The Nuwejaars Wetlands Special Management Area is not only home to critically endangered wildlife. You’ll also find wineries enjoying the special terroir of the Nuwejaars, to make unique cool-climate wine. There are five wineries that are Nuwejaars Wetlands SMA members.

That means these wineries are not only working the land responsibly; they’re also actively protecting their natural landscapes. These are:



Lands End was first to plant vineyards in our Elim area in more than a century, planting in 1996. And four years on, they released their Lands End Sauvignon Blanc – the first wine of origin Elim. The wine is now made by Du Toitskloof Winery in Rawsonville. But they use the grapes from our very special countryside, formed in our Nuwejaars conditions.



Strandveld Vineyards allows the cool conditions and hardened landscapes to capture the distinct qualities and characters in their grapes. Strandveld is officially Africa’s southernmost vineyard and winery. And working off 69 hectares, the winemaking team creates the Strandveld and First Sighting wines.



The Black Oystercatcher is a family-run wine farm – creating boutique wines from the 9 hectares of vineyards planted on the Nuwejaars. They operate according to the motto: Working the land with the least possible interference, in the most natural way. The Black Oystercatcher owner and founder, Dirk Human, is also Chair of the Nuwejaars SMA.



The Berrio’s grapes are formed in the very unique Nuwejaars winds. These cooling winds allow the grapes to remain on the vine longer, and that brings greater intensity and layered complexity. Today the Berrio wine is made at the Cederberg Private Cellars – but the grapes are still crafted in our special winds, before they make the journey north.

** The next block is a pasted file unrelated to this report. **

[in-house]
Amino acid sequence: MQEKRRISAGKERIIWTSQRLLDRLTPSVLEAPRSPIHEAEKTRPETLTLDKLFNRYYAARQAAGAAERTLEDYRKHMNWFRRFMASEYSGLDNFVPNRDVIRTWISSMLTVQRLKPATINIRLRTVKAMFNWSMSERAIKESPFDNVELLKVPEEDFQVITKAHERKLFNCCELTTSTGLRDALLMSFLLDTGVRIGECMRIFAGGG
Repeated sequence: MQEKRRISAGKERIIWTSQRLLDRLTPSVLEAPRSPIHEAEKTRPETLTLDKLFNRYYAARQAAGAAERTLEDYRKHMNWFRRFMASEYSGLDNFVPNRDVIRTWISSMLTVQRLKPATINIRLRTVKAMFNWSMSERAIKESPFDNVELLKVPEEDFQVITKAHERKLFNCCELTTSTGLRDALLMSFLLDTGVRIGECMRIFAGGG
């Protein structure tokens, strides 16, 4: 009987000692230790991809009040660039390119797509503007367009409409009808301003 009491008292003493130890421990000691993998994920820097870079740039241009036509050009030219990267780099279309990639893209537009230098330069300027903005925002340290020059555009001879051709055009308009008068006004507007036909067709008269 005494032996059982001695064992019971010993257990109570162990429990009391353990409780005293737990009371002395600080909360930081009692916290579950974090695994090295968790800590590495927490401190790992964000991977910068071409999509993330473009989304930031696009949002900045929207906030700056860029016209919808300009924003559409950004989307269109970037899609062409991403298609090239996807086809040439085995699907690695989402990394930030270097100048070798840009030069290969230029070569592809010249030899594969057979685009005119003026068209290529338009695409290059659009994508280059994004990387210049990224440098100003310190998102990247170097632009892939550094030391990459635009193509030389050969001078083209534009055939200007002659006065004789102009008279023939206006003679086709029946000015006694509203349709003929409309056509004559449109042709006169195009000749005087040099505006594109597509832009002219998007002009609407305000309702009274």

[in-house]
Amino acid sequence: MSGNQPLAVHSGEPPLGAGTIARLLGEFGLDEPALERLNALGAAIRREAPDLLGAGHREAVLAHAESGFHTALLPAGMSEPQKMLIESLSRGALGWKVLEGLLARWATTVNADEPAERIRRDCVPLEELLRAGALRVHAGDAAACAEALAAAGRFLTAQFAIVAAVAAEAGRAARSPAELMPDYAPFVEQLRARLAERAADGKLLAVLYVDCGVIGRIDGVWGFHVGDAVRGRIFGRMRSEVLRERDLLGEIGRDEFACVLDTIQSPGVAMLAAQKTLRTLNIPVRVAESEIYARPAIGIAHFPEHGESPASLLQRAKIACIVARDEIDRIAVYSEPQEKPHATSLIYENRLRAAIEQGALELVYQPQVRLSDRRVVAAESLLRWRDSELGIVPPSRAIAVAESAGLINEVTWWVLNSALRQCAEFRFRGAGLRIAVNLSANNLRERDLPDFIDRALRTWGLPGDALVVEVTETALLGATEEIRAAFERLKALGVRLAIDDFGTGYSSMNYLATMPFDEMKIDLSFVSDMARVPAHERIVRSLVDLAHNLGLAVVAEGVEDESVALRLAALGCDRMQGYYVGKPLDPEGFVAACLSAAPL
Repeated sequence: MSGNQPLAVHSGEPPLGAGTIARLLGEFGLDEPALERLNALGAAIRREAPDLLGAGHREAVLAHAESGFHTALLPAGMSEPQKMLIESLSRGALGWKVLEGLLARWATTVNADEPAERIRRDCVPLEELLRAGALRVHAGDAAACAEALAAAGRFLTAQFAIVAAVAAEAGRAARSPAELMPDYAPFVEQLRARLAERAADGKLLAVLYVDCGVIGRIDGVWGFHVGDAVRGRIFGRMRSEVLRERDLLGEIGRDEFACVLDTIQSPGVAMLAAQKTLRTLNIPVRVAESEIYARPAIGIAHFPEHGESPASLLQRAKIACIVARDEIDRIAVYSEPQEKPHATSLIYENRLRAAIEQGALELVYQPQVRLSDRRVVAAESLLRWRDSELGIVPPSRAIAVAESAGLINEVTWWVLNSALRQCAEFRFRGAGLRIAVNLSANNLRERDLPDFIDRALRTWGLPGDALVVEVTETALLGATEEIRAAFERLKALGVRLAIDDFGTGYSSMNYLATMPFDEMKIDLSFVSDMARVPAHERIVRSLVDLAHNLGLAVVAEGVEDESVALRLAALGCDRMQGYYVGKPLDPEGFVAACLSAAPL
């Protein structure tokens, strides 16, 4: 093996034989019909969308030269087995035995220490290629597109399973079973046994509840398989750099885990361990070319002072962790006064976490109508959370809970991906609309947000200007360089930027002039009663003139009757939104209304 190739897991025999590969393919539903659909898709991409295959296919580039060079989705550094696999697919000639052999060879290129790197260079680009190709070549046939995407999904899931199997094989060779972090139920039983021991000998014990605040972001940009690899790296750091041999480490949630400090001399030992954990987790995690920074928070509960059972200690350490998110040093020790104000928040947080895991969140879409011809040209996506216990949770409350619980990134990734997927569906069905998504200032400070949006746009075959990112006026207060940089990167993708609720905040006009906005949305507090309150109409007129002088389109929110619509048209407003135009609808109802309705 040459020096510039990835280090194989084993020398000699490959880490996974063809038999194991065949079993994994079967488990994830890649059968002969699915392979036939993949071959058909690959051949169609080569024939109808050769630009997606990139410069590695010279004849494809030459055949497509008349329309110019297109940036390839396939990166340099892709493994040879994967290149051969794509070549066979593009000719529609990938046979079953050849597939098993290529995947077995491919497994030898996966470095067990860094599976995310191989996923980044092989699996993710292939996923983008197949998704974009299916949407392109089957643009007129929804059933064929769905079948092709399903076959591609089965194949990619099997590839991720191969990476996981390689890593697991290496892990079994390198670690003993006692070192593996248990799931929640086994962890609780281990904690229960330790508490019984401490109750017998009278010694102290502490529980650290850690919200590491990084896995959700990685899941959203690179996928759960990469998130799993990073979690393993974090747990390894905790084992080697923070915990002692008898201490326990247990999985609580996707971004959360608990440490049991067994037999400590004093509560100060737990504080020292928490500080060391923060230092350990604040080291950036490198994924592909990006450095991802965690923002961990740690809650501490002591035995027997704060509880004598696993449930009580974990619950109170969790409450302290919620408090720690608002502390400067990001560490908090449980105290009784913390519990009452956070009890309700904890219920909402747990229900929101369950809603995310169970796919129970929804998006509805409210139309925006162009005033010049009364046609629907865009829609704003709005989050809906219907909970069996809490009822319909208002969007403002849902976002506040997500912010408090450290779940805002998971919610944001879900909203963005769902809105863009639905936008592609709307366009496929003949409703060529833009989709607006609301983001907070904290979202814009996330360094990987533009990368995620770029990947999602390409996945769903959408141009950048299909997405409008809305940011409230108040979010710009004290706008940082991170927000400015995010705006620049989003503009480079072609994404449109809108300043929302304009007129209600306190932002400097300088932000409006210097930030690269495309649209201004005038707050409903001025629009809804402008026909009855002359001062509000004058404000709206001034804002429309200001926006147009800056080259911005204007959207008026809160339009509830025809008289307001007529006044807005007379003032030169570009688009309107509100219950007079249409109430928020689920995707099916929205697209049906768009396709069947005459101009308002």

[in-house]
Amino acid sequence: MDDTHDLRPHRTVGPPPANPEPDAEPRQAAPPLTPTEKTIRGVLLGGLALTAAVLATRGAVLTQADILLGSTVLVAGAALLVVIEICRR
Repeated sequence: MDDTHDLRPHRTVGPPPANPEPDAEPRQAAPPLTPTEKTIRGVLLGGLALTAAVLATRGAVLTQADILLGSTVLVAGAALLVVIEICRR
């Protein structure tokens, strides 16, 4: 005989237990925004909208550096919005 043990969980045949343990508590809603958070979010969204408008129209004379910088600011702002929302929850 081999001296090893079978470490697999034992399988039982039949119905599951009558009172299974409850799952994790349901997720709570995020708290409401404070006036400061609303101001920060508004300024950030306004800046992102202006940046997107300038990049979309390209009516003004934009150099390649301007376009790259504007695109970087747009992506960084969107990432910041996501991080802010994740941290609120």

Ghost Corner Wines also make their award-winning wines at the Cederberg Private Cellars. But their vineyards are situated in the Nuwejaars SMA, and they make the most of our extreme climate. Their inspiration comes from our hazardous coastline, where more than 130 ships have wrecked over the centuries.  


What’s so special about our terroir


For one, it’s the only winemaking region IN THE WORLD that’s touched by the maritime influence of two oceans. The south easters and south westers blow off the oceans at the tip of Africa. And it’s here at the Atlantic and Indian Oceans meet. These are both cool winds – which funnel their way through the vineyards planted in the Nuwejaars. And that in turn keeps the berries small, and crafts intense flavours.


Then there’s the soil


Quite poor in nutrients, but RICH in minerals – like the layers of Koffieklip (Coffee stone), Iron Ferricrete, quartzite, sandstone gravel and shale. These layers add unique flavours and a minerally expression. The vineyards are planted on transformed landscapes, and the surrounding natural Fynbos and Renosterveld are protected, and are being cleared of invasive species one block at a time.


A rich winemaking history


The Elim Wine Route may be one of the newest winemaking regions in South Africa. But it’s steeped in history. In fact, sacramental wine was made here more than a century ago, in the small missionary town of Elim.




During February and March, our Nuwejaars wineries start their harvest season. That’s when the vineyards burst into life, as the grapes are handpicked, and taken to the wineries, where the winemaking process starts. From here, the wine is created, labelled, and bottled. And while the wine from our 5 wineries end up on the shelves of retailers around the world – it all starts on our Nuwejaars landscapes.


Images: Elim Wine Growers & LoveGreen